Do It Yourself
Build An Ultra Wide Shift Camera Part 2

Photo 1.
Photos © Tom Fuller, 2000

Last month we covered the concept of this undertaking, building a pancake-like camera with considerable lateral movement for ultra-wide angle photography on 6x7cm, 6x9cm, 6x12cm, and 4x5" formats. This month we will go over the assembly and finishing, but remember that the project is intended for workshop savvy readers who already have a spare 4x5" camera back and/or a short focal length view camera lens. Also, the design illustrated here is just a starting point that will probably have to be modified to work with these existing components. I have devoted most of our space to drawings, which I feel are more useful than text in this case, so I will mention only a few key points.

Photo 2.

Cyanoacrylate or white glue can be used to assemble the body, and while the former dries very fast, I am a big fan of the latter because of its ability to fill large gaps. Also, applying a narrow, continuous bead along the edge of a joint and coating the fully dried glue with two coats of flat black paint is an excellent way of sealing out light. The length of the rise/fall panel should be approximately 1.7 times that of the guide rails.

Photo 3.

The frame can be drilled to match the screw mounting holes in a back cannibalized from a 4x5" press camera. If you use a removable back and do not want to deface it, consider mounting with adhesive-backed magnetic strips applied to both the body and back. Double-sided foam tape makes a very strong bond, but it can take paint and chunks of soft wood with it when removed. The back can also be attached with miniature C-clamps, woodworking clamps, office binder clips, and other primitive but effective methods. Be sure to seal the back/body junction with black tape if such schemes are used. Veteran workers may want to fashion a toggle-action lock using more parts from a defunct press camera.

Diagram 2.

The focusing mechanism, made of four No. 8 machine screws inside fairly stiff coil springs, moves the lens back and forth when the four wing nuts on top of the panel are turned. If you use the hyperfocal focusing method described, replace the wing nuts with elastic stop nuts to lock the panel in place. The focusing shroud is an opaque fabric sleeve, an inch or so long, glued between the lens panel and the rise/fall panel. However, when the shroud is fully extended, the distance from the front of the lens panel to the film surface must be about 40 percent greater than the flange focal distance of the lens. I used a vinyl-coated fabric, but remnants of an old changing bag or two layers of tightly woven black cloth will suffice.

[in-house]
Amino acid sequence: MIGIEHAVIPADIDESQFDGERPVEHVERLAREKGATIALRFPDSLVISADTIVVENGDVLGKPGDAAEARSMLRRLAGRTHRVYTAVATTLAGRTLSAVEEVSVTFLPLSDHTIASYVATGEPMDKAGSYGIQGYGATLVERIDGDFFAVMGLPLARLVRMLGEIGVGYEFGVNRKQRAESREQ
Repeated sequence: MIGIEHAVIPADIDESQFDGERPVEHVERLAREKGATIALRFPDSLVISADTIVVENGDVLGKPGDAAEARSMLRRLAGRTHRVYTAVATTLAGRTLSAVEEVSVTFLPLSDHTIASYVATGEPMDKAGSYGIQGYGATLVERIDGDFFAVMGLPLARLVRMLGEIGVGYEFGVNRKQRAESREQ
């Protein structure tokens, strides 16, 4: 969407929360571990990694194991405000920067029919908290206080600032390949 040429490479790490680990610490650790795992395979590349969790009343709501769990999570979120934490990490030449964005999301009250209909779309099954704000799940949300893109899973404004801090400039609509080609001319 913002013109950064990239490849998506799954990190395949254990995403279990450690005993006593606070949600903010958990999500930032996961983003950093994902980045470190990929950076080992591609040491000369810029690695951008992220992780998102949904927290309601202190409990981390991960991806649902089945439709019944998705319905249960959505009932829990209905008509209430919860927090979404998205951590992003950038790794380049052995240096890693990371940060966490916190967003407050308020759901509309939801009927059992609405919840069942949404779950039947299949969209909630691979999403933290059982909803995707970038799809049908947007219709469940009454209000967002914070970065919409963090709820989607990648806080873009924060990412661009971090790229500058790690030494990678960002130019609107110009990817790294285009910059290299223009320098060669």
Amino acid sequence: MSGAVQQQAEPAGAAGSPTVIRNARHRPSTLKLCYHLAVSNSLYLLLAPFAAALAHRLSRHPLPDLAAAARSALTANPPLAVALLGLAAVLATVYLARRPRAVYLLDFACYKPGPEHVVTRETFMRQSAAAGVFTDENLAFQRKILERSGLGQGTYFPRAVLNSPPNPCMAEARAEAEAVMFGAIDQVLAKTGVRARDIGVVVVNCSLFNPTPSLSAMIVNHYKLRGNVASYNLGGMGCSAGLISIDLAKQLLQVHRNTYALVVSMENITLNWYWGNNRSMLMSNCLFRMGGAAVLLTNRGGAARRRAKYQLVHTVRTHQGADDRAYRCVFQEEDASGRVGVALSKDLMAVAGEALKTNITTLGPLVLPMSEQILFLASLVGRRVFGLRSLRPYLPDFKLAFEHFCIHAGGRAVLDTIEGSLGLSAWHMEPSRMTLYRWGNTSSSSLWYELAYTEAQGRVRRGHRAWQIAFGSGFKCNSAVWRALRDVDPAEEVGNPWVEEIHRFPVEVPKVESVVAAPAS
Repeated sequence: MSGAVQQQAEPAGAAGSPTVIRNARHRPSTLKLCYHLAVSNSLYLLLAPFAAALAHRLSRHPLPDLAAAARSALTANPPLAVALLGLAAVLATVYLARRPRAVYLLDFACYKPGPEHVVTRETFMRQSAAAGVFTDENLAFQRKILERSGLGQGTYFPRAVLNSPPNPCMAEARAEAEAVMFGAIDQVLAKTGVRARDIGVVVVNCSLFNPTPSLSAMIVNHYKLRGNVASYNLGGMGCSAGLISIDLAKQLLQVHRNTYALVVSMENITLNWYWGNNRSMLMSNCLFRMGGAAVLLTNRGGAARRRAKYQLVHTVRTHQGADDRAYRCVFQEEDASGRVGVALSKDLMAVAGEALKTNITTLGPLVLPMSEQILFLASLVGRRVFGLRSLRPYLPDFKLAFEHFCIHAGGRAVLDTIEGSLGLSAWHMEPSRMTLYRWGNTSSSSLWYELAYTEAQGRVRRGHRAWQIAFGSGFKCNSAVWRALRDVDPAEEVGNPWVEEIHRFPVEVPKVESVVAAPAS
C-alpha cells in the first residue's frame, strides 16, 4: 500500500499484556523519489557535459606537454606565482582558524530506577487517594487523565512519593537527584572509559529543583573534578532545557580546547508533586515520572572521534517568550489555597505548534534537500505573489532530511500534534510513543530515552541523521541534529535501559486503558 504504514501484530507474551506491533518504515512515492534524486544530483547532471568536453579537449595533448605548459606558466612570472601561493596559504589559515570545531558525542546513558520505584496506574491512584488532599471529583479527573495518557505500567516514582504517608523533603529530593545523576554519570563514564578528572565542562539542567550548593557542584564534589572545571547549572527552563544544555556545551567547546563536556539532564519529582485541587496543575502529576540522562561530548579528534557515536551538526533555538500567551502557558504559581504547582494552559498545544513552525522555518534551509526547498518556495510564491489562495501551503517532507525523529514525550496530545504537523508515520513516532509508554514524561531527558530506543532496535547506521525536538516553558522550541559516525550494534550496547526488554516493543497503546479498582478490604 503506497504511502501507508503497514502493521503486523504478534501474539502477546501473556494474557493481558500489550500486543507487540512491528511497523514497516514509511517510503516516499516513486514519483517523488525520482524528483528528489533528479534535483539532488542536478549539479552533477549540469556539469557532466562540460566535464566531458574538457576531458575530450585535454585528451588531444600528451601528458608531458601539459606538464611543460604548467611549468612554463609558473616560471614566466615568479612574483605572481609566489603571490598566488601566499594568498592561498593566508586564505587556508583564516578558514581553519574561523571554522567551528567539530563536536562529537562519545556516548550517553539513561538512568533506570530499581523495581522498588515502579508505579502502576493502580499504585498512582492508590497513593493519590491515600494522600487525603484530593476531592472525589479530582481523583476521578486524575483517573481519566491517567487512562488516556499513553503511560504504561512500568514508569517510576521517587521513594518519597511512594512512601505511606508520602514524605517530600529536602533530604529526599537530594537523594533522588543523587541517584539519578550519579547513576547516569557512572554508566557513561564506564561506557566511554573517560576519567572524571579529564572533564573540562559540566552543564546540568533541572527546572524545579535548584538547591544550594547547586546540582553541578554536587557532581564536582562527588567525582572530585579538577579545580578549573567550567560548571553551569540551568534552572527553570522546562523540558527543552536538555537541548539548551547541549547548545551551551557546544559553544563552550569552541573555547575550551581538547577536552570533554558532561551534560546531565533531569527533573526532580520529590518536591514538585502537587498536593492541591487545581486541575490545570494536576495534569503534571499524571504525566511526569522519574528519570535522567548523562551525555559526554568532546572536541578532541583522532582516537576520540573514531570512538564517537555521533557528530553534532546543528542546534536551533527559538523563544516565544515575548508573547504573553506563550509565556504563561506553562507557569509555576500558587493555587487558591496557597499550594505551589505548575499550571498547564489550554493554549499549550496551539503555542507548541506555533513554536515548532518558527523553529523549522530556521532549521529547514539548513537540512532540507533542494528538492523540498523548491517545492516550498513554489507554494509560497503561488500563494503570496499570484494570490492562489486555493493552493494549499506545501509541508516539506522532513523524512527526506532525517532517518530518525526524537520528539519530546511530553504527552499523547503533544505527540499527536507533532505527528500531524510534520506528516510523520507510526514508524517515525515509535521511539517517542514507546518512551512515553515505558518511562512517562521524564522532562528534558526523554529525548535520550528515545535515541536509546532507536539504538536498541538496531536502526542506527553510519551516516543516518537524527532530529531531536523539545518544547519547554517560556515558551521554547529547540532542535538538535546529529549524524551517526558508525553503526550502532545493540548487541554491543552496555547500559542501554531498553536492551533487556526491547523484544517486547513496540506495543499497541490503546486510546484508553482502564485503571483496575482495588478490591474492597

Diagram 3.

All of the body materials are off-the-shelf hardware or hobby and craft items, but look for hold-down tabs in the "screen door hardware assortment," a collection of odd-shaped clips and fasteners that can be used directly or with slight modification. Make the tripod block from a sturdy piece of wood to which a 1/4-20 or 3/8-16 T-nut or brass insert has been added. Black photo tape is best for lightproofing, but black cloth (not vinyl) utility tape also works. Avoid electrical tape which does not readily absorb glue or paint.

Diagram 4.

Give the wood a coat of primer/ sealer, then finish all interior surfaces with two coats of flat black paint. Be careful to fully cover highly reflective internal objects such as screw heads, as well as beads of glue used to fill and seal joints. Install the lens, focus as described and make some test exposures to check for light leaks. Polaroid 31/4x41/4" pack or 4x5" sheet film (exposed in Polaroid 405 or 545 film holders, respectively) makes this step quick and easy. If fogging occurs, recheck the light seals at the focusing shroud and at all joints. Test the camera with the lens at its zero position as well as both extremes of shift.

Turning one focusing wing nut more than another will tilt the lens panel with respect to the film surface. Be sure to check for sharpness in all corners of the ground glass with a loupe (and tweak each nut as required) every time you refocus. Another approach is to set the focus to hyperfocal distance, a "pre-focused" position that maximizes depth of field at a given aperture. Hyperfocal distances are found in tables published in photo reference books or purchased from Shutterbug advertisers. For example, a 47mm lens, permanently focused at 12', yields a depth of field of approximately seven feet to infinity at f/11 on the 6x7cm format. Stopping down from f/11 increases depth of field, opening the aperture decreases it.

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